Amnesty International Book Sale on 23rd November

Church of the Ascension, Dartmouth Row,
Church of the Ascension

Amnesty International Blackheath & Greenwich Group tweeted to ask me to let people know about their book sale at the Church of the Ascension in Blackheath on the 23rd November. I’m very pleased to do so, having picked up some gems there in previous sales such as a copy of Jon Snow’s “Shooting History” which  had been autographed by the author and a 119-year-old copy of John Stuart Mill’s “On Liberty”.

Amnesty’s press release gives the details:

Quality books at knock-down prices

Amnesty International Book Sale

10am-4pm Saturday 23 November

Church of the Ascension, Dartmouth Row, London SE10 8BF

The Blackheath and Greenwich Group of Amnesty International is holding its annual fund-raising book sale on Saturday 23 November at the Church of the Ascension, Dartmouth Row, London SE10 (10 minutes walk up Lewisham Hill from Lewisham Station, DLR & Bus Station). Doors open at 10am.

The local group has collected thousands of books from a variety of sources, including publishers and book reviewers as well as individual donors. The quality of books – many of which are brand new – is exceptionally high, and there will be plenty of bargains to be found, from second-hand paperbacks to review copies of recently-published novels. Prices start at £1 for paperbacks and £3 for hardbacks.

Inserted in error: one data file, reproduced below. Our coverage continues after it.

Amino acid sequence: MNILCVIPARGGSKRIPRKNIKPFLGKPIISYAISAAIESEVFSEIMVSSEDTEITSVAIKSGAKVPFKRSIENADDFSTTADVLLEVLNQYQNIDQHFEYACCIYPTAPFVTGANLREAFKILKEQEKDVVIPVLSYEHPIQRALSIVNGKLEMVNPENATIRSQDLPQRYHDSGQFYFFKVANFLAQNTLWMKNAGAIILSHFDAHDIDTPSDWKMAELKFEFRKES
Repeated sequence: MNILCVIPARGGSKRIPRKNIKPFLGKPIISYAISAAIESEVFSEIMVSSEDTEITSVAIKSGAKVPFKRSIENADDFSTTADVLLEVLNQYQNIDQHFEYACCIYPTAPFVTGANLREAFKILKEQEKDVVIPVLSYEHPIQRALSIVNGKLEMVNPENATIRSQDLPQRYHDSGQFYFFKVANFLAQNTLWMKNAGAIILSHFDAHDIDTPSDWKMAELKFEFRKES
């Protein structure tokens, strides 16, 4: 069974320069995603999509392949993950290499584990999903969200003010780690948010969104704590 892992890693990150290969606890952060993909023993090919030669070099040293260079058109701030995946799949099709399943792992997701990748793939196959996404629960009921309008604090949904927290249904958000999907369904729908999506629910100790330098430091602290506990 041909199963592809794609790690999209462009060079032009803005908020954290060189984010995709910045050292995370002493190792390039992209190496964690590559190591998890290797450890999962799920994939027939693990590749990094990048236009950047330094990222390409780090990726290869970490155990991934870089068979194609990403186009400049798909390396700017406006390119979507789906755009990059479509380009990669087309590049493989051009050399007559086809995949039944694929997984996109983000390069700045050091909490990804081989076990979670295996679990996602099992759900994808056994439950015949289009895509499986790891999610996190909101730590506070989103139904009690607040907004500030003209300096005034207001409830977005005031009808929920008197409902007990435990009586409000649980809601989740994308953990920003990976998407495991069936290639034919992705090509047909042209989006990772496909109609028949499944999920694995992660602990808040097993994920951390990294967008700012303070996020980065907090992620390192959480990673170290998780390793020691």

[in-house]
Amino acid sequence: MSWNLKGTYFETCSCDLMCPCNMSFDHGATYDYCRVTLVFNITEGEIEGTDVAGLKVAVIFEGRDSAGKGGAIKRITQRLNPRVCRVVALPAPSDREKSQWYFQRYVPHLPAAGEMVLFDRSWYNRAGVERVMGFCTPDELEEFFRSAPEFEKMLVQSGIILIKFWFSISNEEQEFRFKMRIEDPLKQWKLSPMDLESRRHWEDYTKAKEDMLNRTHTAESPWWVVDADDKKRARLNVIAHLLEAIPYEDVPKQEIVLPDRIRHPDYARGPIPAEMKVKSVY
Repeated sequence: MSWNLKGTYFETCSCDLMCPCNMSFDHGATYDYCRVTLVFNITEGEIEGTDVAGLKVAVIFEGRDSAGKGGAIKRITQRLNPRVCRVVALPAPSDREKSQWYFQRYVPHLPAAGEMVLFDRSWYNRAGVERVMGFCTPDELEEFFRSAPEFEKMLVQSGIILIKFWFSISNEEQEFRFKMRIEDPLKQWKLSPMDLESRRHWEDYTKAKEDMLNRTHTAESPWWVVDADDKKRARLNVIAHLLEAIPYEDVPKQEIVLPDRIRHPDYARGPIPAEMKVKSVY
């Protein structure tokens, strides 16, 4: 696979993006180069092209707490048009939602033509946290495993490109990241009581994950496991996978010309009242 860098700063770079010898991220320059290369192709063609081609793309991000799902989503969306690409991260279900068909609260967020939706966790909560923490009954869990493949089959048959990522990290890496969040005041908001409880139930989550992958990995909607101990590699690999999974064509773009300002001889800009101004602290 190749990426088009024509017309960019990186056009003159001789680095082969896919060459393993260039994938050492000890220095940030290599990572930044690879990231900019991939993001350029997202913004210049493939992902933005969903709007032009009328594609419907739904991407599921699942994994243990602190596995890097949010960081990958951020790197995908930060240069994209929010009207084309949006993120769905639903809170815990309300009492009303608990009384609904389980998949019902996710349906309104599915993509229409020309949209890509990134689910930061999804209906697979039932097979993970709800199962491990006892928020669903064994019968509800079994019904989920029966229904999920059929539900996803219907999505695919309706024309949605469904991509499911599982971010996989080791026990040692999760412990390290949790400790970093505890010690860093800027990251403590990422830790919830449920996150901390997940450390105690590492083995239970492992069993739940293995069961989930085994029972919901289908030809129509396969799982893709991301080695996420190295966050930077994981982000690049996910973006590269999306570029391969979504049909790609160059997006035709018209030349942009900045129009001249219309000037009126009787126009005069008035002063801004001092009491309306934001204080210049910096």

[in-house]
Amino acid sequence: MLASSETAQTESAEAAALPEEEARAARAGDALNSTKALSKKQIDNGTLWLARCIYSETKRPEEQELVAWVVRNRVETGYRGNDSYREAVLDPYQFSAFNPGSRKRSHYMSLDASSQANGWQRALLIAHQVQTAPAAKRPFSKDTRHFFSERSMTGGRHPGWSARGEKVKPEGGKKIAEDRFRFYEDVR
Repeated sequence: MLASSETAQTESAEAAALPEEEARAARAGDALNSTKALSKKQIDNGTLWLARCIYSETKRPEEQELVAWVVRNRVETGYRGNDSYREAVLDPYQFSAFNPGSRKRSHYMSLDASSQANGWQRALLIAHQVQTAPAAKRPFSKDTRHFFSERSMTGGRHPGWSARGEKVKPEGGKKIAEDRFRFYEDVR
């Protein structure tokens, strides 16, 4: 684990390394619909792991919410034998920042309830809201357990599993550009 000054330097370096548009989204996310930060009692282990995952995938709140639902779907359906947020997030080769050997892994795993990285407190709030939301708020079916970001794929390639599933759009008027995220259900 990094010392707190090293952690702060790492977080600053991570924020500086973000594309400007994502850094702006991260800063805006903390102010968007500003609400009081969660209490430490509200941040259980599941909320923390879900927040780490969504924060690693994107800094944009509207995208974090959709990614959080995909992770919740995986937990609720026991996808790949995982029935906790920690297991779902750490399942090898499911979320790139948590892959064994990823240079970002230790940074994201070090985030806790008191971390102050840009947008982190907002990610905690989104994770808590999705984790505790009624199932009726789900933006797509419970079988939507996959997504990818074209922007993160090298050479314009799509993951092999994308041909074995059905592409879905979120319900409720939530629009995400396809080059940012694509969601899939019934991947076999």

The group’s book sales – now in their 39th year – are established as Amnesty International’s most successful local fundraising event in the UK, raising over£200,000 over the years.

Amnesty International works worldwide for the release of prisoners of conscience, fair trials for political prisoners and an end to torture, extrajudicial executions, disappearances and the death penalty. The Blackheath and Greenwich group has done a lot of campaigning work on Human Rights in China and stopping violence against women and meets at 8pm on the second Tuesday of each month at St. Margaret’s Church, Lee Terrace, Blackheath.

To find out more information about the Amnesty Blackheath and Greenwich group visit

One thing to be aware of: if you drive to the sale and park in Dartmouth Row make sure you check the time on your pay-and-display ticket – it is calculated in an unusual way. The tariff is 35 pence for 15 minutes, but you can only buy 15 minute units, and it “accepts over-payment”. This means that if you put in £2.00 you get only an hour and a quarter instead of the nearly an hour and a half you’d expect and you donate an over-payment of 25p to Lewisham Council. The traffic wardens seem to be especially vigilant around there too!

Shoppers at the Amnesty International Book Sale
Shoppers at the Amnesty International Book Sale

Survey of London 48: Woolwich – Talks and Exhibition

Greenwich Heritage Centre exhibition and event flyer

The launch of the Woolwich volume of English Heritage’s Survey of London will be marked by an exhibition at the Greenwich Heritage Centre and talks by Peter Guillery, Senior Historian at the Survey of London.